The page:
Category Archives: teens

Oh My Gosh, My Feet Were Sore!

I could hardly hobble out of my room this morning, so when I discovered I was in the wrong location for my morning session, I opted to stay where I was and make the best of it.  And I’m so glad I did!

It was a panel “conversation” among librarians from a public library, middle school library, and others about using audiobooks to engage students and their families.  Major points included the benefits to ESL students of hearing spoken English outside a classroom context, providing cultural enrichment through use of narrators with appropriate accents, providing “personal shopping” services by matching the length of audiobook selections to the length of a car journey, and showing kids it’s OK to do other things while “reading with their ears”: drawing, playing computer games, watching the Windows Media Player visualizations, jogging, etc.

But the MOST interesting fact to come from this session is a program called Sync, in which a classic YA title is paired with a contemporary title, and both are able to be downloaded as MP3 files free AND free of DRM from OverDrive for one week.  You get to keep the books forever and put them on any listening device. A couple of pairings, for example, include Shiver / Romeo & Juliet, and Immortal / Wuthering Heights. Sync also offers text alerts when new free audio books are available.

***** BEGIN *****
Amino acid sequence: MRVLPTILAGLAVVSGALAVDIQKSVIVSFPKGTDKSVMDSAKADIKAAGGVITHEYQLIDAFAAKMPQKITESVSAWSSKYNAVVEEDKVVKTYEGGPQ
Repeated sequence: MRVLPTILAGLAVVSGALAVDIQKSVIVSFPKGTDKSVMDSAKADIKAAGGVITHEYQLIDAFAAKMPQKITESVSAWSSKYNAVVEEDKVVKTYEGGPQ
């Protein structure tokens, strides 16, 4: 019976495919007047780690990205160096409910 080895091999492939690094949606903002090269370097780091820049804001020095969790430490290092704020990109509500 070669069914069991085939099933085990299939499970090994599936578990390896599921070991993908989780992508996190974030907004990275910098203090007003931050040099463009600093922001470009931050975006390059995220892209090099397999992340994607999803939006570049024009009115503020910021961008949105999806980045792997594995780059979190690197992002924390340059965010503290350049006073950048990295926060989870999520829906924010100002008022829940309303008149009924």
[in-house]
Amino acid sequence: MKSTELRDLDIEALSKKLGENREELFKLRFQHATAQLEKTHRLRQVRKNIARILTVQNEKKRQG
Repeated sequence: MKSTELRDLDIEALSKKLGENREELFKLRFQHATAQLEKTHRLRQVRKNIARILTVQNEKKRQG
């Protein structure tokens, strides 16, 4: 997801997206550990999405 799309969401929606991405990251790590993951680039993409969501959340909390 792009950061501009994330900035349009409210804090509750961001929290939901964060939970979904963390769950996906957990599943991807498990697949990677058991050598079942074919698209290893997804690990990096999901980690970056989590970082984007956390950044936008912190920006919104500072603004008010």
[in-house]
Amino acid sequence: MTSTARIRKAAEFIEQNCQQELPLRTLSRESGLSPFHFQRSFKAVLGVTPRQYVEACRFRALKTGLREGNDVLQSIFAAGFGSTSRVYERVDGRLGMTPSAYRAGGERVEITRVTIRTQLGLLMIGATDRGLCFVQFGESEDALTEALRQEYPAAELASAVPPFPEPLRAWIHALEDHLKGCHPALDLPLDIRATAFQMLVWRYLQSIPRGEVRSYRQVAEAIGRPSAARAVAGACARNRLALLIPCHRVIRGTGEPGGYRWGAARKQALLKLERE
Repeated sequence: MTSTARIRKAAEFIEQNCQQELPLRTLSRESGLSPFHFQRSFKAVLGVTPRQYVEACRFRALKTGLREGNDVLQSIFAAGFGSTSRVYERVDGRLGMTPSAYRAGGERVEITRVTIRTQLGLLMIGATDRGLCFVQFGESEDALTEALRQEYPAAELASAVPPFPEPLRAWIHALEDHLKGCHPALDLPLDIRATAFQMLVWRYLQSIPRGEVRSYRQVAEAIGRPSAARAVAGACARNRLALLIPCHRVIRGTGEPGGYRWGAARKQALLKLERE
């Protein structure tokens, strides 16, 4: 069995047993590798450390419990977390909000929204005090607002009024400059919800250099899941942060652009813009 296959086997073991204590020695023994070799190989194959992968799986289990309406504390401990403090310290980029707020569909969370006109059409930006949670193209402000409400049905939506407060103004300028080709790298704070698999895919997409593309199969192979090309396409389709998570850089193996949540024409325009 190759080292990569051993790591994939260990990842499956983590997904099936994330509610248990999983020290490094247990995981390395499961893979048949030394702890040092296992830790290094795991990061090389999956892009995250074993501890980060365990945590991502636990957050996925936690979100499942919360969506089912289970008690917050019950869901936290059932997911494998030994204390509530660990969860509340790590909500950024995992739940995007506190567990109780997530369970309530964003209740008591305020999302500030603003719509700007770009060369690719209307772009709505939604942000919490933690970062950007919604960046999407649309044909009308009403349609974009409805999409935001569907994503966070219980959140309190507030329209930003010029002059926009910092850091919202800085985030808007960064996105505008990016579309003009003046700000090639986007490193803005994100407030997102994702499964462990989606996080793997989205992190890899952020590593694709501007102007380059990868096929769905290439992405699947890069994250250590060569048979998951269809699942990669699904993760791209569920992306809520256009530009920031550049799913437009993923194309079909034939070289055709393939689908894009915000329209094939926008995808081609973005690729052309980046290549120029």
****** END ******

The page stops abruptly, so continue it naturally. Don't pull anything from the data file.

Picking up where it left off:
All the panelists were on the original Odyssey award committee, and all review audiobooks for Booklist. Mary Burkey provided a link to her blog, Audiobooker,


Online Safety for Kids – What Parents Need 2 Know

Training Day is coming up again in a couple of months. Suddenly our admin is jumping on the library 2.0 bandwagon, and this year the event will have a markedly “tech” feel.

I’ve been involved with a small group that is charged with creating a presentation for parents about social networking sites teens and kids use, and what to be aware of regarding online safety and preservation of privacy. My particular part is the “now you know what some of the dangers are, and what some of the good things are about social networks, here’s what you should do to keep your kids safe online” piece. I’ve begun a set of powerpoint slides that will be appended to the sets being prepared by the others, and I’ll be working with a teen services librarian to make the advice strong, relevant and compelling. I’m also preparing a bibliography to go along with it that we can hand out.

I know other libraries have done similar programs, – in fact, I think I’ll take a look at the Hibbing Public Library’s (MN) computer classes page to see if there’s something I can adapt. How clever I am!